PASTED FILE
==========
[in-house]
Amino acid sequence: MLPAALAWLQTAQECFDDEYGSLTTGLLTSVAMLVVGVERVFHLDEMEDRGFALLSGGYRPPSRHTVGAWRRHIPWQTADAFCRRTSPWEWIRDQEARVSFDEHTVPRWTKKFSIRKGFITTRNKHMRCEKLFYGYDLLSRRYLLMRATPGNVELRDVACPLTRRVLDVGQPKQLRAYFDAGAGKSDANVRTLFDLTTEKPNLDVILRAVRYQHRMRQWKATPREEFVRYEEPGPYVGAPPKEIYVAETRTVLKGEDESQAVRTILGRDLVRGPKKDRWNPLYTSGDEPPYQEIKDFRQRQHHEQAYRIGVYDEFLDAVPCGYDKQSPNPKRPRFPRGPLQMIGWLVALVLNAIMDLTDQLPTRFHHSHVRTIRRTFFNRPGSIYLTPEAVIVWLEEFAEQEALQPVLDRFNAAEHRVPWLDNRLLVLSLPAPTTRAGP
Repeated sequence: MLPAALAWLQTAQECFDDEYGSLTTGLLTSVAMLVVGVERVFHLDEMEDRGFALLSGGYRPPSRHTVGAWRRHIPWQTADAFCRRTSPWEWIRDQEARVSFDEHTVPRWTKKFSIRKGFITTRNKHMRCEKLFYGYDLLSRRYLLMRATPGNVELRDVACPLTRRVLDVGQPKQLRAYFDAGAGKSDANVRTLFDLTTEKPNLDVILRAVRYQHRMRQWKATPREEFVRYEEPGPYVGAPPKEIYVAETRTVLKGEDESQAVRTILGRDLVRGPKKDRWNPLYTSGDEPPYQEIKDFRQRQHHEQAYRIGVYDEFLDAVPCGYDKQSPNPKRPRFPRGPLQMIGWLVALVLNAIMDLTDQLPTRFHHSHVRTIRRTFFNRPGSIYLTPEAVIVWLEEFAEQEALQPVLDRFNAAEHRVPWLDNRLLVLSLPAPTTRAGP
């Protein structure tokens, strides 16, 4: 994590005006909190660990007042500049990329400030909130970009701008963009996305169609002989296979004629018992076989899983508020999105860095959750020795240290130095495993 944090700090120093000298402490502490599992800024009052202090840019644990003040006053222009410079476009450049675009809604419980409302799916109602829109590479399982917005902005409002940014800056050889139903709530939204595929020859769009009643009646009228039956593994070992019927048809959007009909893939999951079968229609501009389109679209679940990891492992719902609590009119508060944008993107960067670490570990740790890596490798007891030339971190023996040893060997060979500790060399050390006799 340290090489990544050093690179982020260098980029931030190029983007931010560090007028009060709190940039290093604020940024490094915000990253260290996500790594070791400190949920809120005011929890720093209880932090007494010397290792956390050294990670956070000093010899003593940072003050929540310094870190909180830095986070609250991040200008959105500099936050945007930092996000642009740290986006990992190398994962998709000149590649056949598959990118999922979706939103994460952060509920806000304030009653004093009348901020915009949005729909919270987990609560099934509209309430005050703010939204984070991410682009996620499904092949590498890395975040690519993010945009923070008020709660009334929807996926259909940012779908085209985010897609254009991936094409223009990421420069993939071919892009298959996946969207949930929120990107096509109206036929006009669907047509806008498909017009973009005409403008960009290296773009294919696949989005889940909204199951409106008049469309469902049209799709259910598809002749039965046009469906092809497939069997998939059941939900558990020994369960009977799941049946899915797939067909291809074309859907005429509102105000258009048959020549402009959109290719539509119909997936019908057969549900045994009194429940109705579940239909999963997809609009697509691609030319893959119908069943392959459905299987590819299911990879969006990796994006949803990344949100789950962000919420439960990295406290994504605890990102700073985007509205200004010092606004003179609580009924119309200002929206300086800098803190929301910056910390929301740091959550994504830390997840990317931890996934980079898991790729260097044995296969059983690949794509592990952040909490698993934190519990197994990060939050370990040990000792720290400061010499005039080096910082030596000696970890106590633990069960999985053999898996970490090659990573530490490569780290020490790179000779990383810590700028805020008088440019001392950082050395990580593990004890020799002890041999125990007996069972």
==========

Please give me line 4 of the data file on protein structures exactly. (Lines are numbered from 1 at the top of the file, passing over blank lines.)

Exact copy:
């Protein structure tokens, strides 16, 4: 994590005006909190660990007042500049990329400030909130970009701008963009996305169609002989296979004629018992076989899983508020999105860095959750020795240290130095495993 944090700090120093000298402490502490599992800024009052202090840019644990003040006053222009410079476009450049675009809604419980409302799916109602829109590479399982917005902005409002940014800056050889139903709530939204595929020859769009009643009646009228039956593994070992019927048809959007009909893939999951079968229609501009389109679209679940990891492992719902609590009119508060944008993107960067670490570990740790890596490798007891030339971190023996040893060997060979500790060399050390006799 340290090489990544050093690179982020260098980029931030190029983007931010560090007028009060709190940039290093604020940024490094915000990253260290996500790594070791400190949920809120005011929890720093209880932090007494010397290792956390050294990670956070000093010899003593940072003050929540310094870190909180830095986070609250991040200008959105500099936050945007930092996000642009740290986006990992190398994962998709000149590649056949598959990118999922979706939103994460952060509920806000304030009653004093009348901020915009949005729909919270987990609560099934509209309430005050703010939204984070991410682009996620499904092949590498890395975040690519993010945009923070008020709660009334929807996926259909940012779908085209985010897609254009991936094409223009990421420069993939071919892009298959996946969207949930929120990107096509109206036929006009669907047509806008498909017009973009005409403008960009290296773009294919696949989005889940909204199951409106008049469309469902049209799709259910598809002749039965046009469906092809497939069997998939059941939900558990020994369960009977799941049946899915797939067909291809074309859907005429509102105000258009048959020549402009959109290719539509119909997936019908057969549900045994009194429940109705579940239909999963997809609009697509691609030319893959119908069943392959459905299987590819299911990879969006990796994006949803990344949100789950962000919420439960990295406290994504605890990102700073985007509205200004010092606004003179609580009924119309200002929206300086800098803190929301910056910390929301740091959550994504830390997840990317931890996934980079898991790729260097044995296969059983690949794509592990952040909490698993934190519990197994990060939050370990040990000792720290400061010499005039080096910082030596000696970890106590633990069960999985053999898996970490090659990573530490490569780290020490790179000779990383810590700028805020008088440019001392950082050395990580593990004890020799002890041999125990007996069972």